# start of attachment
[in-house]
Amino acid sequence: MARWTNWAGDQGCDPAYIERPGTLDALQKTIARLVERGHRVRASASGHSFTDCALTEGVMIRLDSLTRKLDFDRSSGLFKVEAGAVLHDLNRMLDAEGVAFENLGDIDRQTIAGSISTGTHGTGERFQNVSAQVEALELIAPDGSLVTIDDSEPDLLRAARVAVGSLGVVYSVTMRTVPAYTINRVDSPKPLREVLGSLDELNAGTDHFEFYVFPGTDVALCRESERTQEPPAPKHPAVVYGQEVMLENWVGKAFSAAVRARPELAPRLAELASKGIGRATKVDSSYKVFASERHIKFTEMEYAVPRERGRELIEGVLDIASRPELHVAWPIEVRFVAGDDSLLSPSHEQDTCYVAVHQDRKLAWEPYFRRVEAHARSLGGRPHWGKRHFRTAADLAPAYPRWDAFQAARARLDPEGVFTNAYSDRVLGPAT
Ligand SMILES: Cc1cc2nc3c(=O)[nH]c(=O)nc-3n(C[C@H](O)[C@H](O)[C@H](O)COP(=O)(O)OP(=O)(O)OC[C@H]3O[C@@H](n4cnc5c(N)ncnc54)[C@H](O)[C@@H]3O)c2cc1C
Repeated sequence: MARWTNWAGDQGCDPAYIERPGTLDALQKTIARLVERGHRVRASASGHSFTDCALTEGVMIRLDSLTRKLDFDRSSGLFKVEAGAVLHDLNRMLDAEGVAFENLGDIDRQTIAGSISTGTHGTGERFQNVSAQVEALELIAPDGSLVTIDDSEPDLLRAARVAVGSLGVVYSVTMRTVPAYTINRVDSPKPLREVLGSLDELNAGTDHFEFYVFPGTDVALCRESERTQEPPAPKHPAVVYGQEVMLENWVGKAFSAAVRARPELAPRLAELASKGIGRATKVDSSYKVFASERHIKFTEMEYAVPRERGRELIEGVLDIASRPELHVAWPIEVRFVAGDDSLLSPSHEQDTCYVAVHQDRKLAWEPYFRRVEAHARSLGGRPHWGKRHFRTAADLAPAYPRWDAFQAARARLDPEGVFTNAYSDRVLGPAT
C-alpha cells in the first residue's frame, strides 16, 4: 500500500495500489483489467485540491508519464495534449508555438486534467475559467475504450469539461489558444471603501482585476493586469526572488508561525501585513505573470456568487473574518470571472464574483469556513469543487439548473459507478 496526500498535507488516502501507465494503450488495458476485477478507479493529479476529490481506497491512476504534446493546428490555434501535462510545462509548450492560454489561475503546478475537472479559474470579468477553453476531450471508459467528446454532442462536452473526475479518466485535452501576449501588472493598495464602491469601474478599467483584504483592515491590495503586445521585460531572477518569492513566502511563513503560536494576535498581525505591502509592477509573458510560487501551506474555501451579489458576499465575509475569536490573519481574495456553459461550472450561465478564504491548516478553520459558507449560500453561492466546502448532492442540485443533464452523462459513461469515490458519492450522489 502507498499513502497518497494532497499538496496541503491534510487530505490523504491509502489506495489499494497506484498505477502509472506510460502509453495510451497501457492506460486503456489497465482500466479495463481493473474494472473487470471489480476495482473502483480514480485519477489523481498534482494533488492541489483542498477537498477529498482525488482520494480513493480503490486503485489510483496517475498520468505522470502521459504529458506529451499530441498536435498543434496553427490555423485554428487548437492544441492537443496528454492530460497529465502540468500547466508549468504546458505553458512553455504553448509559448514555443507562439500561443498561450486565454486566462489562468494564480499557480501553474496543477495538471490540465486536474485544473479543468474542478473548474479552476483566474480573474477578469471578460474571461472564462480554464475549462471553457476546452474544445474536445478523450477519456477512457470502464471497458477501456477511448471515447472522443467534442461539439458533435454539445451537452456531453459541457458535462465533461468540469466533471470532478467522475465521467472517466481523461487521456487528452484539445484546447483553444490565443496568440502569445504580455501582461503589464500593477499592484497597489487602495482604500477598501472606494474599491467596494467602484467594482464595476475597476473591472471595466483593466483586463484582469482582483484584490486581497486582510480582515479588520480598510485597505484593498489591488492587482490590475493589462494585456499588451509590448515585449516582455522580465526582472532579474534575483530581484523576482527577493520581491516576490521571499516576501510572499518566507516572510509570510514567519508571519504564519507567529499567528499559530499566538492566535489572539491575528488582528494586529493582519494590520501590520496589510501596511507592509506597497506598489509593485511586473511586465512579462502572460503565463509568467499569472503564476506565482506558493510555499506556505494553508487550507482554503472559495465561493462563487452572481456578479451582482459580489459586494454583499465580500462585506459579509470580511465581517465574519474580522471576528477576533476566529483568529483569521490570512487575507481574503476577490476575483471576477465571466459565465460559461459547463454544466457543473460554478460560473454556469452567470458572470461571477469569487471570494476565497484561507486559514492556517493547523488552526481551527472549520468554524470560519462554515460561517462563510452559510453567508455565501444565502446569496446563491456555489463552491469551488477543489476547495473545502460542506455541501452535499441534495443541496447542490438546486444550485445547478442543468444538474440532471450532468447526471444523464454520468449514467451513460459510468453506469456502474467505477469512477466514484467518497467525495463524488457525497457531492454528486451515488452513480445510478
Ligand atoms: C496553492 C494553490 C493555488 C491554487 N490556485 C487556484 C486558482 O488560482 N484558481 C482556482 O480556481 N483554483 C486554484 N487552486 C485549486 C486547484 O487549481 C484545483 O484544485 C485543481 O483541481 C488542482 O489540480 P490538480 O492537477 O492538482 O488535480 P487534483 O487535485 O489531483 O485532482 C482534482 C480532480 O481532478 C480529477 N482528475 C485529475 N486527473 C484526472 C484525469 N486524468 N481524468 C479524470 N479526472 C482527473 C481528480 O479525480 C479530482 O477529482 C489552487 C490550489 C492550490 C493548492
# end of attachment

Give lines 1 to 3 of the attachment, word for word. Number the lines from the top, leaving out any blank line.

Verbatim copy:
[in-house]
Amino acid sequence: MARWTNWAGDQGCDPAYIERPGTLDALQKTIARLVERGHRVRASASGHSFTDCALTEGVMIRLDSLTRKLDFDRSSGLFKVEAGAVLHDLNRMLDAEGVAFENLGDIDRQTIAGSISTGTHGTGERFQNVSAQVEALELIAPDGSLVTIDDSEPDLLRAARVAVGSLGVVYSVTMRTVPAYTINRVDSPKPLREVLGSLDELNAGTDHFEFYVFPGTDVALCRESERTQEPPAPKHPAVVYGQEVMLENWVGKAFSAAVRARPELAPRLAELASKGIGRATKVDSSYKVFASERHIKFTEMEYAVPRERGRELIEGVLDIASRPELHVAWPIEVRFVAGDDSLLSPSHEQDTCYVAVHQDRKLAWEPYFRRVEAHARSLGGRPHWGKRHFRTAADLAPAYPRWDAFQAARARLDPEGVFTNAYSDRVLGPAT
Ligand SMILES: Cc1cc2nc3c(=O)[nH]c(=O)nc-3n(C[C@H](O)[C@H](O)[C@H](O)COP(=O)(O)OP(=O)(O)OC[C@H]3O[C@@H](n4cnc5c(N)ncnc54)[C@H](O)[C@@H]3O)c2cc1C